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The holidays are often filled with family time. Since blended families are the new normal, negotiating spending quality time with two sets of parents and step-relatives can be challenging and potentially packed with spectacle.

In Family Trust, Kathy Wang interweaves family drama with the complex estate planning decisions that often arise in melded families. How much inheritance should a second wife and the children from the first marriage each receive when a patriarch passes? Who has the responsibility of caring for a dying man when his wife and his children are not related? These are just two of the themes tackled in the novel.

Family Trust: Book Review

The book follows members of the Huang family as they navigate the impending death of Stanley, the husband, ex-husband, and father who feels a sense of duty to provide a legacy to his second wife, to his children from his first marriage, and to charity. Linda, the first wife, is determined that her children receive their proper inheritance when Stanley dies while Mary, the second wife, realizes that caring for a dying man can be quite difficult, especially when worried about what her own financial situation will look like when Stanley dies. Stanley and Linda’s son and daughter are Fred, a Harvard Business School graduate without the career he had expected and who is counting on an inheritance to live a lifestyle he craves and Kate, a middle manager at a Silicon Valley tech company who seems to have it all but is overwhelmed with her own personal drama while trying to care for a dying father and aging mother with issues of her own.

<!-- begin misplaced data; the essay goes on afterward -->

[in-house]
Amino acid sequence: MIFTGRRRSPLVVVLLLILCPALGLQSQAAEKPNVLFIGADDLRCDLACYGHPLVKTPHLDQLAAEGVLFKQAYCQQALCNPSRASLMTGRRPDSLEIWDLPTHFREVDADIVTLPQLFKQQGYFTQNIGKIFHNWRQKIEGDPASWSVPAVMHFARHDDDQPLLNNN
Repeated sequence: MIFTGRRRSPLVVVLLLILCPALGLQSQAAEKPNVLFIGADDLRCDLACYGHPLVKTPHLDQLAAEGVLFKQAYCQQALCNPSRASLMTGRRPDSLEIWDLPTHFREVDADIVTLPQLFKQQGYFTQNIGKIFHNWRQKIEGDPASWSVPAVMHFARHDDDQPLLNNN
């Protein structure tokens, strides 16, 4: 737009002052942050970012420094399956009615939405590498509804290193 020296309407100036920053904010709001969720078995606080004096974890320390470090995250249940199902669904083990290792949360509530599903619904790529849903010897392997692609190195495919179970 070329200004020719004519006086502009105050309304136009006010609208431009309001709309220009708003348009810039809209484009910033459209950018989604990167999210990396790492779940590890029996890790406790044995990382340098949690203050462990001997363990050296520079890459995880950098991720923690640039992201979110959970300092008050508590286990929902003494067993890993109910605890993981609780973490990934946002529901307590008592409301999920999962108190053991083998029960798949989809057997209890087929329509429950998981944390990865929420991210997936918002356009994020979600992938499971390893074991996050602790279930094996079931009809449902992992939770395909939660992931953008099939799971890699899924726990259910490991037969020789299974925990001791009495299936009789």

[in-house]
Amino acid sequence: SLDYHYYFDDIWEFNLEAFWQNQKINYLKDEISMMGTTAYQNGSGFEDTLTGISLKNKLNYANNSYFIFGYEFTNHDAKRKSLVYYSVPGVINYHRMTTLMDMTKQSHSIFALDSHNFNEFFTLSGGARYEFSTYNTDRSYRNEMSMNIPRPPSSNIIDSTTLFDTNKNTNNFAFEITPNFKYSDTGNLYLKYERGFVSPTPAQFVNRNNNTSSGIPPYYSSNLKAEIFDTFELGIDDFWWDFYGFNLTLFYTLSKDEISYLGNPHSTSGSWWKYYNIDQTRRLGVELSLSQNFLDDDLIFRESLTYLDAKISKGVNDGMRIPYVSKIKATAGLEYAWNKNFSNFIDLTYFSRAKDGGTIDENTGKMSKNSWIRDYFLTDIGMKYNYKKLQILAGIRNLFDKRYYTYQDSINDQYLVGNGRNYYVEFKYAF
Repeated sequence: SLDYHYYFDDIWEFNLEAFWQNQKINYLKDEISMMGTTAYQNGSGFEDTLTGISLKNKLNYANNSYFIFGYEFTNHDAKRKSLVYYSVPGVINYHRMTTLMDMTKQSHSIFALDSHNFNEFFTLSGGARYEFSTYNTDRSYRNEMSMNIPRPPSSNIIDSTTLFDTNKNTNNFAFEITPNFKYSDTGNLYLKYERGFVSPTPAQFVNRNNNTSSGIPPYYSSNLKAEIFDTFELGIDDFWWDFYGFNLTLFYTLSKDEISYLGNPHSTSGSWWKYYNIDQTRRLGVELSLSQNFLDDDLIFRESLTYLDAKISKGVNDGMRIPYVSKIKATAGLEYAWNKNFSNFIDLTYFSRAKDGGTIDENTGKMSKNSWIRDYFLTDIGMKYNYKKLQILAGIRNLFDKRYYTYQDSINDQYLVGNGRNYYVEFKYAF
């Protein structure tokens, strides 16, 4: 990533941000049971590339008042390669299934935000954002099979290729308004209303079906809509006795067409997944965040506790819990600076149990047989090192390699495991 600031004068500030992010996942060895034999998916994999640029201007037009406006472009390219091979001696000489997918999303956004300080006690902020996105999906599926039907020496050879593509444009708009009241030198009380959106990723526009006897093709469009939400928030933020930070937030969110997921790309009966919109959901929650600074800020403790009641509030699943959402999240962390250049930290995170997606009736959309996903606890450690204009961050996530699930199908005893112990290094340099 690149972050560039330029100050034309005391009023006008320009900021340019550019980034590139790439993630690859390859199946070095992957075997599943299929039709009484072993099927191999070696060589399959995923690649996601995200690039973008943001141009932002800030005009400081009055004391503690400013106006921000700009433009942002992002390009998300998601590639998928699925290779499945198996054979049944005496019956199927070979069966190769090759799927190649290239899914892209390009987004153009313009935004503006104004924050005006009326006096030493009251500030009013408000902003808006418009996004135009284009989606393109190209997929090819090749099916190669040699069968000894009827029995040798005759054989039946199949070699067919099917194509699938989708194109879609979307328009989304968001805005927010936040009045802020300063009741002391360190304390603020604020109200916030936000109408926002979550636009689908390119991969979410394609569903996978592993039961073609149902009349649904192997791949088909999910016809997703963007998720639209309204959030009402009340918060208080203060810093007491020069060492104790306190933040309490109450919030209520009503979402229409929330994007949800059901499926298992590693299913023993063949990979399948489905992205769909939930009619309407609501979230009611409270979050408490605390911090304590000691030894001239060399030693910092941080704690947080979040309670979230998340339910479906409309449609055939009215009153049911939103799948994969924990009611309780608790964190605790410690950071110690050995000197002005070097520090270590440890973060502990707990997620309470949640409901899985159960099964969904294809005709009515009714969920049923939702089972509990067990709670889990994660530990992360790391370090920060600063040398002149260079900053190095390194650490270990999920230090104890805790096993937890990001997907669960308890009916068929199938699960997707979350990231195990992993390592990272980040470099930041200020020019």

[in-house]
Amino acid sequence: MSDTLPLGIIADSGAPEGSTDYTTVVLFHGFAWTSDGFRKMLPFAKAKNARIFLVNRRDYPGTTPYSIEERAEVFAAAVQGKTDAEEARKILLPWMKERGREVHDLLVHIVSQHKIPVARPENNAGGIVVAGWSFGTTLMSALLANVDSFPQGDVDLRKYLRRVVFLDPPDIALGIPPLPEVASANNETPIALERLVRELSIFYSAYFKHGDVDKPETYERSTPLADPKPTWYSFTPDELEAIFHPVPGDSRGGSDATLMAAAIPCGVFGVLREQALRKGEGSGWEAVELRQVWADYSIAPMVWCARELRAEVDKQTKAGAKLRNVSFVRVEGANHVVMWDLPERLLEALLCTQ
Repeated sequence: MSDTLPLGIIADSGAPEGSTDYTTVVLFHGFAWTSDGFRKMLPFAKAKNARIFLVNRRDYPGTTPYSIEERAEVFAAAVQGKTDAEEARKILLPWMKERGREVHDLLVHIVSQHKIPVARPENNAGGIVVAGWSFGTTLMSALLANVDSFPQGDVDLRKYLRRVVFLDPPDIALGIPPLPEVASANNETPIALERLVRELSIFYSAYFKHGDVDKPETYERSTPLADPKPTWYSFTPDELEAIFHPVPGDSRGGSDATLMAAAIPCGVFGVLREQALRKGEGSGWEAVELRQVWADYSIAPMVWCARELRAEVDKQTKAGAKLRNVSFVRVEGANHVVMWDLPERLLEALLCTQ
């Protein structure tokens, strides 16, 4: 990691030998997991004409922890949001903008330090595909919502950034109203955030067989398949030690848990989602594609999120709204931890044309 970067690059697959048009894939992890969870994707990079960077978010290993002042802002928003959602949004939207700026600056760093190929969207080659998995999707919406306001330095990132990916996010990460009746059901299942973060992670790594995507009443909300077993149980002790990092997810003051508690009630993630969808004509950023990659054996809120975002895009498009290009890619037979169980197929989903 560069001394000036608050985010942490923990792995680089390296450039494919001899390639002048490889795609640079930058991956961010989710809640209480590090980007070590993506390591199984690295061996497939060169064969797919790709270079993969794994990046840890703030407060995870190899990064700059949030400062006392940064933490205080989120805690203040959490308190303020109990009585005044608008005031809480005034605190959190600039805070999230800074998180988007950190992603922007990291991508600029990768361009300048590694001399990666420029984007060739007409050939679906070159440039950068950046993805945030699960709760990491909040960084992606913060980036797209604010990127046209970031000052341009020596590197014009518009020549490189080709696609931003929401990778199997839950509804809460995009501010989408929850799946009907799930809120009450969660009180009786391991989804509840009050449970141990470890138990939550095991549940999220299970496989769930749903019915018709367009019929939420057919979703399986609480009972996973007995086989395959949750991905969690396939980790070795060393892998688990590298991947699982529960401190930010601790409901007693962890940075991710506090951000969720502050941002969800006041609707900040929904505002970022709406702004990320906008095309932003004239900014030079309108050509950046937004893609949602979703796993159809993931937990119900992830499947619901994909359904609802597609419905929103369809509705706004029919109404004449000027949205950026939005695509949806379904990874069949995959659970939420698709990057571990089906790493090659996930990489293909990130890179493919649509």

Following the plight of the San Francisco Bay Area Huang family may provide some well-needed distraction from holiday activities and put family interactions, financial and estate planning, and the aging process in perspective.

After finishing the book, I was reminded that many parents may feel a sense of obligation to leave something behind for their children. Perhaps it comes from a moral obligation parents have for their children no matter how much they have supported them during their lifetime. Some parents even dangle a bequest in front of a child to elicit love or prompt certain behaviors. In the end, I hope that we can remember that an inheritance may not be as much as we were expecting and that any inheritance should be viewed as a pleasant surprise and not an entitlement.

Filed under: Opinion

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